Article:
“Understanding those kinds of questions from a user’s point of view was critical for devising new ideas to help people improve their recycling efforts,” says Austin’s Chief Innovation Officer Kerry O’Connor.

The city got creative in finding resources to conduct in-home interviews with 53 citizens, which effectively illuminated underlying problems. Recognizing that Austin has a wellspring of professionals willing to take a sabbatical to work for civic good, O’Connor promoted a one-year fellowship program to attract researchers, content strategists, data analysts and other specialties vital for design research.

Based on the citizen insights gathered by these representatives, Austin developed a series of personas to help understand nuances to the recycling challenges. For example, one persona was the lone recycler — someone who is enthusiastic about proper disposal techniques but lives with roommates or family members who aren’t interested in recycling. Another persona is someone  coping with new pressures in his or her life, such as caring for a new baby or working multiple jobs.

“These personas helped teams examine a range of challenges and look for new ways to address them,” O’Connor says. “Organizations of all types need to think outside their day-today operations, take in new perspectives and then learn how to act on those new ways of seeing. We think of the process as co-creation — together we’ll unpack the challenge and come up with a new way to solve a problem.”

The results seen with the recycling program convinced city officials to transform the fellowship program into a permanent city resource called the Office of Design and Delivery. Its members are now redesigning the city’s website to improve digital service delivery. In addition, the group is using a Bloomberg philanthropic grant to apply design thinking and tackle another multifaceted challenge: reducing homelessness in the city.

Design Thinking Helps Georgia Entrepreneurs Find Information Quickly

When the state of Georgia needed to update its flagship website, Georgia.gov, it naturally turned to design thinking methodologies for help.

“The first step in our design thinking process wasn’t to ‘redesign’ the visuals of the website or add new technology. Instead, we asked ourselves, ‘What is it that our constituents are looking for? How are they being served, and where are the gaps?’” says Nikhil Deshpande, Georgia’s Chief Digital Officer.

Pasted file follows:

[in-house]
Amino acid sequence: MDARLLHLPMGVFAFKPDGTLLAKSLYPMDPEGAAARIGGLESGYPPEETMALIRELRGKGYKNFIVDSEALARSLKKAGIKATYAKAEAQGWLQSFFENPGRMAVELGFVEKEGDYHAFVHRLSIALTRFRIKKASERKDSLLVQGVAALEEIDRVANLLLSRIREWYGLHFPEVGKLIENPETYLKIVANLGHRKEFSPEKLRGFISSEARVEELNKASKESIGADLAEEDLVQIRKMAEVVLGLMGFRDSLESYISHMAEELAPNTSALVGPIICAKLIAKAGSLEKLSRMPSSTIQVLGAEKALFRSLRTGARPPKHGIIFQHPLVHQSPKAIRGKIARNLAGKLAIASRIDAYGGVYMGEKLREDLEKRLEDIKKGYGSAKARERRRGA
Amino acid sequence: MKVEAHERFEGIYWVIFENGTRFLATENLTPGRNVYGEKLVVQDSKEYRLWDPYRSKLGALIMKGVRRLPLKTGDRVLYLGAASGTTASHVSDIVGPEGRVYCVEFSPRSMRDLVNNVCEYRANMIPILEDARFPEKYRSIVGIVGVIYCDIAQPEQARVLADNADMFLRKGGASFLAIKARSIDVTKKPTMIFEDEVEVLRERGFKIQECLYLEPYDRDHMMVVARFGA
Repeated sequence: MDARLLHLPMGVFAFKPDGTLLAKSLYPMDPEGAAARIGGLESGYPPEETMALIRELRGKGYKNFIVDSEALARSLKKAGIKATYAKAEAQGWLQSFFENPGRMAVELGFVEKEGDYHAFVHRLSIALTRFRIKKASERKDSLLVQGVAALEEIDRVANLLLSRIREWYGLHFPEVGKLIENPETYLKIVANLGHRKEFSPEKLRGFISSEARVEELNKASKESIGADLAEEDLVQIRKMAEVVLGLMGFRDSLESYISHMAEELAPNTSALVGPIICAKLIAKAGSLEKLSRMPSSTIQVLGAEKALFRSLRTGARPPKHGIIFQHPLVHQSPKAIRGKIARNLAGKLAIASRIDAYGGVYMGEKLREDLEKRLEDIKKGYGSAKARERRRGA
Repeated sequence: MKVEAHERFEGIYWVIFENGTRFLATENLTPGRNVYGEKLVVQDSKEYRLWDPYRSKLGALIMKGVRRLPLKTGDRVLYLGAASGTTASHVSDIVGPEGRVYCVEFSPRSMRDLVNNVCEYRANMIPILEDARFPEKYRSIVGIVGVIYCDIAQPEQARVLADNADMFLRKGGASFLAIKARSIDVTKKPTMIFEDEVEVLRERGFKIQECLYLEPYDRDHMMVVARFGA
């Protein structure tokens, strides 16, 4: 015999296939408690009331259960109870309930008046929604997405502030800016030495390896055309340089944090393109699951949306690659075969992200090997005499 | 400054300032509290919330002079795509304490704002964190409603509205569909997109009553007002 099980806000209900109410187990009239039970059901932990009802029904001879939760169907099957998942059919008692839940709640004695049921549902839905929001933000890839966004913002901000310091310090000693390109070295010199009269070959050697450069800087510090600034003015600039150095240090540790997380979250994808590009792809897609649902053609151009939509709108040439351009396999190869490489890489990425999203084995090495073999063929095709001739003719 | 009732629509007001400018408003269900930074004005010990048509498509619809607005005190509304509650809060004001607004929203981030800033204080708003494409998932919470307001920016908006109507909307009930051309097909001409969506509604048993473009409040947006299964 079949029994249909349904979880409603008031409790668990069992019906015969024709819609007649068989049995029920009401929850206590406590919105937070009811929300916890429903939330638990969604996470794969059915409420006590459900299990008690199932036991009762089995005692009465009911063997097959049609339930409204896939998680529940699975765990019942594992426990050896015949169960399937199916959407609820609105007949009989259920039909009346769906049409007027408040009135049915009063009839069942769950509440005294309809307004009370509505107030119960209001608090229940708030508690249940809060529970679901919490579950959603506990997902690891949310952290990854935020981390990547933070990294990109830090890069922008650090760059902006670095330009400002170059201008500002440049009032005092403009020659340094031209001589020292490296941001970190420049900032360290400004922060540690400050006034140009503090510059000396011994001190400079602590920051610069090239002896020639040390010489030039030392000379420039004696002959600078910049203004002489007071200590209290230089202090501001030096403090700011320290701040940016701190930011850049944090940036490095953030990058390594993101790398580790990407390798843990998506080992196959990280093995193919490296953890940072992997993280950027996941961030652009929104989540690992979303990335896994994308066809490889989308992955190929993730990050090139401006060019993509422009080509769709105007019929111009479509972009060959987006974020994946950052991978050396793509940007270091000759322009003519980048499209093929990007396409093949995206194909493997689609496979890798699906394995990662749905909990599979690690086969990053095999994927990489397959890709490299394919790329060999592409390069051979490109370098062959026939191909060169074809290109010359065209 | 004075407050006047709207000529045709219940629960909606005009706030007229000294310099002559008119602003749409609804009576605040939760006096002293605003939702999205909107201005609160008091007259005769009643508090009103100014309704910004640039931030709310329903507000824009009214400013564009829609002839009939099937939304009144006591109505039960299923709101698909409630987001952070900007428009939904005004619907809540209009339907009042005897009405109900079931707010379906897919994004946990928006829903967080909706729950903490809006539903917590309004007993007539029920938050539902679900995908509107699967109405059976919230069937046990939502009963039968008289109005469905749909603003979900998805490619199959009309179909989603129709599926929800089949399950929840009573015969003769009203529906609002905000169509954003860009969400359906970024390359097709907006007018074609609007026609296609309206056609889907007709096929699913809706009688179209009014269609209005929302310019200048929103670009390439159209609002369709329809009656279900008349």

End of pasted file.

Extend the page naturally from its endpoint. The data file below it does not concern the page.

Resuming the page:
This led to the realization that the majority of citizens sought only about 10 to 15 percent of the information posted on the version of the website back then.

“Knowing that was important to help us focus our editorial efforts on the highly sought information. We needed to get rid of the rest and curate the important content to ensure we were truly helping our citizens.”

To determine which content was most valuable, Deshpande and his staff used analytics, heat maps and search data that show traffic patterns and what content items received the highest number of clicks. Content analysis tools revealed how people found the website and what search terms led them there.

Based on the upfront research into constituent behavior, Deshpande’s team created a list of 50 high-priority topics and then closely grouped all the content related to each topic. For example, people who want to register a new business see information consolidated from multiple agency websites. Because the content displays on a single page, entrepreneurs don’t have to click to various destinations to find everything they need.

“We now offer a one-stop shop when it comes to the information people need to transact with the state,” he says. 

The efforts are paying off. Dwell times on webpages are growing, which show people spend more time reading information rather than searching for it, Deshpande says.

To learn more about the core components of a design thinking process and how to implement it successfully, download the paper, “Creating the Ultimate Government Experience.”